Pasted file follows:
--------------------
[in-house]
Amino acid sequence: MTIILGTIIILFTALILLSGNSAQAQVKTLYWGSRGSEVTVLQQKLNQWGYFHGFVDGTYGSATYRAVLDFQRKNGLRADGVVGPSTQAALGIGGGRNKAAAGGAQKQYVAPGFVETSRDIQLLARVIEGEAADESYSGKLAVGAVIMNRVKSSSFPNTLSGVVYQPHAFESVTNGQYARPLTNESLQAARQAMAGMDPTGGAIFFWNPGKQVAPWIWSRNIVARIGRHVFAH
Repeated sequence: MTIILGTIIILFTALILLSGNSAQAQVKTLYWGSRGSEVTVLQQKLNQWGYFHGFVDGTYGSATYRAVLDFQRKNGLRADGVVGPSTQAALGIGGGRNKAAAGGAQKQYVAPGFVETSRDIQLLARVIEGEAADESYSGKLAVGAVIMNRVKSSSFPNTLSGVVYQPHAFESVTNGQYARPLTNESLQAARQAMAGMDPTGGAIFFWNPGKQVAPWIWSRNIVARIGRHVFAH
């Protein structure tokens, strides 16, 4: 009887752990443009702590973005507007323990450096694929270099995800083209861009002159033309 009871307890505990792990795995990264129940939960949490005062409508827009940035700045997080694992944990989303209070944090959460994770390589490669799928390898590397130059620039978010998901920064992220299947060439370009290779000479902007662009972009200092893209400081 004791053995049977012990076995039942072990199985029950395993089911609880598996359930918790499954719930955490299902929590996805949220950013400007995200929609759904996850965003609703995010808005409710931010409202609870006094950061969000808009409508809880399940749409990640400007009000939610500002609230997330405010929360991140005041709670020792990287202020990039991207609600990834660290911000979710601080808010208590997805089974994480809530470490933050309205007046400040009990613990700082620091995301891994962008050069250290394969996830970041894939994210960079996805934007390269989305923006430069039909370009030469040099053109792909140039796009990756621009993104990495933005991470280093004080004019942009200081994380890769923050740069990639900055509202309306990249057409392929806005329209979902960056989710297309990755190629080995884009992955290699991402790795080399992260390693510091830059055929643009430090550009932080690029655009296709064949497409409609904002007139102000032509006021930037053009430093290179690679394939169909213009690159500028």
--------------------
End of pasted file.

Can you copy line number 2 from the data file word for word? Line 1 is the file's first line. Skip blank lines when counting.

Amino acid sequence: MTIILGTIIILFTALILLSGNSAQAQVKTLYWGSRGSEVTVLQQKLNQWGYFHGFVDGTYGSATYRAVLDFQRKNGLRADGVVGPSTQAALGIGGGRNKAAAGGAQKQYVAPGFVETSRDIQLLARVIEGEAADESYSGKLAVGAVIMNRVKSSSFPNTLSGVVYQPHAFESVTNGQYARPLTNESLQAARQAMAGMDPTGGAIFFWNPGKQVAPWIWSRNIVARIGRHVFAH